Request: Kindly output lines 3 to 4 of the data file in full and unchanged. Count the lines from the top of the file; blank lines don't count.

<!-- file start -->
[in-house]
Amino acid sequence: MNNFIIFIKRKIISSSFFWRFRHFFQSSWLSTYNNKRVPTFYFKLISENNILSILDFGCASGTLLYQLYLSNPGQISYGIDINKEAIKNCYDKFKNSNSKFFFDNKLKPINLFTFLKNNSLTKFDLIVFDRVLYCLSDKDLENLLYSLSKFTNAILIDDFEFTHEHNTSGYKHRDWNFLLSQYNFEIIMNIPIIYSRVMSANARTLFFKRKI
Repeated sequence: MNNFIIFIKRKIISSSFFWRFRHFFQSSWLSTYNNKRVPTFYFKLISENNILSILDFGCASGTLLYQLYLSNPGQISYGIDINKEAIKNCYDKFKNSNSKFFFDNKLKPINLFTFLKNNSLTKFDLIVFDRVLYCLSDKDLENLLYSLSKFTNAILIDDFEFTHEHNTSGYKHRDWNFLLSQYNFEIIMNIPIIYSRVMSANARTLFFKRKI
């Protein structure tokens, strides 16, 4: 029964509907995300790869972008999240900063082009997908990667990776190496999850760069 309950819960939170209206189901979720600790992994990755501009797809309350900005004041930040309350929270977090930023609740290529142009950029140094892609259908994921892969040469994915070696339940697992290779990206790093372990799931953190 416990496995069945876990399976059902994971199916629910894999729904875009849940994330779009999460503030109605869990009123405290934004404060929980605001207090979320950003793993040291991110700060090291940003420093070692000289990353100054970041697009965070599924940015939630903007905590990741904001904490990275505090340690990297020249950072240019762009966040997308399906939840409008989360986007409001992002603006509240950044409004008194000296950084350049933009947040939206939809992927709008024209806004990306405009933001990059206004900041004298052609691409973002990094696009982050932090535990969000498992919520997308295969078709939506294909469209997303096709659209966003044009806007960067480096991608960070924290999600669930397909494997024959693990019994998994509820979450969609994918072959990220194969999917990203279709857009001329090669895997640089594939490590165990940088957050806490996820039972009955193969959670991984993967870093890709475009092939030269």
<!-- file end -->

Repeated sequence: MNNFIIFIKRKIISSSFFWRFRHFFQSSWLSTYNNKRVPTFYFKLISENNILSILDFGCASGTLLYQLYLSNPGQISYGIDINKEAIKNCYDKFKNSNSKFFFDNKLKPINLFTFLKNNSLTKFDLIVFDRVLYCLSDKDLENLLYSLSKFTNAILIDDFEFTHEHNTSGYKHRDWNFLLSQYNFEIIMNIPIIYSRVMSANARTLFFKRKI
């Protein structure tokens, strides 16, 4: 029964509907995300790869972008999240900063082009997908990667990776190496999850760069 309950819960939170209206189901979720600790992994990755501009797809309350900005004041930040309350929270977090930023609740290529142009950029140094892609259908994921892969040469994915070696339940697992290779990206790093372990799931953190 416990496995069945876990399976059902994971199916629910894999729904875009849940994330779009999460503030109605869990009123405290934004404060929980605001207090979320950003793993040291991110700060090291940003420093070692000289990353100054970041697009965070599924940015939630903007905590990741904001904490990275505090340690990297020249950072240019762009966040997308399906939840409008989360986007409001992002603006509240950044409004008194000296950084350049933009947040939206939809992927709008024209806004990306405009933001990059206004900041004298052609691409973002990094696009982050932090535990969000498992919520997308295969078709939506294909469209997303096709659209966003044009806007960067480096991608960070924290999600669930397909494997024959693990019994998994509820979450969609994918072959990220194969999917990203279709857009001329090669895997640089594939490590165990940088957050806490996820039972009955193969959670991984993967870093890709475009092939030269």